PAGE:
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Warren calls on SEC to investigate Tesla over Twitter ties and management

Electric car maker Tesla CEO Elon Musk meets with French Economy and Finance Minister Bruno Le Maire on the sidelines of the 6th Choose France summit at the Château de Versailles, near Paris, on May 15, 2023.

Ludovik Marin | Pool | Via Reuters

Sen. Elizabeth Warren, R-Massachusetts, has sent a letter urging the U.S. Securities and Exchange Commission to investigate Tesla and its board of directors over potential “conflicts of interest, misappropriation of corporate assets and other negative consequences for Tesla shareholders” related to CEO Elon Musk’s takeover of Twitter.

In a letter sent to SEC Chairman Gary Gensler on Monday, Warren wrote that the Tesla board’s “apparent lack of independence” from Musk, combined with “inaction and incomplete disclosures, raise questions about possible violations of securities laws and exchange rules subject to SEC action. jurisdiction”.

The nine-page letter, first obtained by CNBC, echoes concerns Warren expressed in an earlier correspondence with Tesla CEO Robin Denholm in December 2022 after Musk bought Twitter for $44 billion. The private deal included $13 billion in debt, and Musk reportedly sold billions of dollars worth of Tesla stock to finance the deal.

The SEC’s Office of Public Affairs did not immediately respond to a request for comment.

Musk appointed himself CEO of Twitter after the deal and quickly overhauled the social network, while cutting more than three-quarters of the company’s staff and allowing teams of employees from Tesla and SpaceX to help him.

Citing a CNBC report on the matter, Warren wrote that the move by Tesla employees to Twitter could have been a “potential violation of state and federal labor laws” and that Tesla’s board of directors did not adequately inform shareholders about how the two companies worked together, or could work together. together.

In recent weeks, Musk appointed Linda Yacarino, formerly of global advertising for Comcast’s NBCUniversal, to be CEO of Twitter. Her hiring raised hopes that Twitter’s ad business would soon recover and that Musk would return to Tesla and SpaceX.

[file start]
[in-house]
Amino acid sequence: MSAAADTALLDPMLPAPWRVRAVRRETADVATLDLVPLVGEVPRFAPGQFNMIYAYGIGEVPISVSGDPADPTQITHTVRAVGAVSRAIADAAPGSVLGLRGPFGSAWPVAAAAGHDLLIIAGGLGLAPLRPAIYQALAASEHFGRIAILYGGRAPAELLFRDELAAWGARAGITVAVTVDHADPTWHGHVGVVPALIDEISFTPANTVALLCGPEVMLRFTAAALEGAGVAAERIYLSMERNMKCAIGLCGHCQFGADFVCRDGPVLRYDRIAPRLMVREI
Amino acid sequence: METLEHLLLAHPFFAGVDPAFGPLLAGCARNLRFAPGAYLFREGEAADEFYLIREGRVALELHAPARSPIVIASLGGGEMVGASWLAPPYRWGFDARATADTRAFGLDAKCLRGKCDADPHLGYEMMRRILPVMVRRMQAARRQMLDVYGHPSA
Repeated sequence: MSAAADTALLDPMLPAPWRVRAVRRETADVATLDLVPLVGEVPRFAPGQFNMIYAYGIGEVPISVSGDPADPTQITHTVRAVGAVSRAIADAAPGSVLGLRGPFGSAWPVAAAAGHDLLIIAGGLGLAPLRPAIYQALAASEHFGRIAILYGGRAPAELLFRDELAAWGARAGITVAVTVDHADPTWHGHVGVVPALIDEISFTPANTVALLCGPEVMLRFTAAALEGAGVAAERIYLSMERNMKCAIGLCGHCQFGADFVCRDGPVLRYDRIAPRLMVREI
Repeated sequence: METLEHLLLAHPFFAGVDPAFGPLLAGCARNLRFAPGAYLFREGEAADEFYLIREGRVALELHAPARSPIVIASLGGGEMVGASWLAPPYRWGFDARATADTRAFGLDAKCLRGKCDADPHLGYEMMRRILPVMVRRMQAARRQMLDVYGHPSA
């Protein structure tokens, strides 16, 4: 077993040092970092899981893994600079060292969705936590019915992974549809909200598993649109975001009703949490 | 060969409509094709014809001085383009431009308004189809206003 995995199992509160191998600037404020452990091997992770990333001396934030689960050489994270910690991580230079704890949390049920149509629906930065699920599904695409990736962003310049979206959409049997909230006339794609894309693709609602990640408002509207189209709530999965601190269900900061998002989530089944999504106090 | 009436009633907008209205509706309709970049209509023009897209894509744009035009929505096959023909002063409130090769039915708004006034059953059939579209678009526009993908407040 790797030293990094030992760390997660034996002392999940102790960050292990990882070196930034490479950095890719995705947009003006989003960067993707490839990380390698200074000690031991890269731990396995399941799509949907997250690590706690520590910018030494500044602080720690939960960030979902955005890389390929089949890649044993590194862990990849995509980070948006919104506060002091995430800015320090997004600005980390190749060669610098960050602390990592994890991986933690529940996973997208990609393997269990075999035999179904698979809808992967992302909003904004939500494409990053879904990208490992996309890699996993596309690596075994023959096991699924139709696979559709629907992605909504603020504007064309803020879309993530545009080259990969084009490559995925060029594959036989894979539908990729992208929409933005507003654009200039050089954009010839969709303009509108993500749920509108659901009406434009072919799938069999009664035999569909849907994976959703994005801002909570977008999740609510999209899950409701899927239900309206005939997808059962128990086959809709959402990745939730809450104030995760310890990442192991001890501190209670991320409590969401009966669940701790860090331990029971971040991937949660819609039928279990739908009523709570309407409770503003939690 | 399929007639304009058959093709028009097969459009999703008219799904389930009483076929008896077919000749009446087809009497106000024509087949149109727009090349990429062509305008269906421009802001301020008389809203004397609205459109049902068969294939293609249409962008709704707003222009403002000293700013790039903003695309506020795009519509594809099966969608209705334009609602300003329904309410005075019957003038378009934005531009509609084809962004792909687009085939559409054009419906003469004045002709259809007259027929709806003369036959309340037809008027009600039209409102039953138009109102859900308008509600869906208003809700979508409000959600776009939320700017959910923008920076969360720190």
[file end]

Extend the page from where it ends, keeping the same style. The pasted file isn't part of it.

Musk acknowledged early Saturday that Twitter’s cash flow remains negative after a 50% drop in advertising revenue and “a lot of debt.” Tesla is scheduled to report second-quarter earnings after a call on Wednesday this week.

In her letter to the SEC chairman, the senator said Yakarin’s appointment still leaves Musk in charge of Twitter, where he is now CTO and executive chairman, an arrangement that could create a conflict of interest.

Among them, she wrote on Twitter that Musk could “decide to run the company to maximize much-needed revenue, even if that includes making good deals for Tesla’s competitors and potentially hurting Tesla.” Instead, she said Musk could “launch Twitter to benefit Tesla through favorable algorithms or free advertising.”

Musk and the SEC have already clashed many times. Federal financial regulators charged Musk with civil securities fraud after he tweeted in 2018 that he was considering taking Tesla private for $420 a share and had “secured financing” to do so. The tweets halted trading in Tesla shares and caused the company’s stock price to fluctuate for several weeks.

Musk and Tesla paid the fines and issued a revised consent decree to settle the charges in 2019, but Musk later terminated or modified the agreement. In May 2023, a federal appeals court judge denied the Tesla CEO’s request to end an agreement that required all of his tweets containing material Tesla business information to be reviewed and approved by Tesla’s securities lawyer before Musk published them.

Tesla did not immediately respond to a request for comment.

Disclosure: NBCUniversal is the parent company of CNBC.

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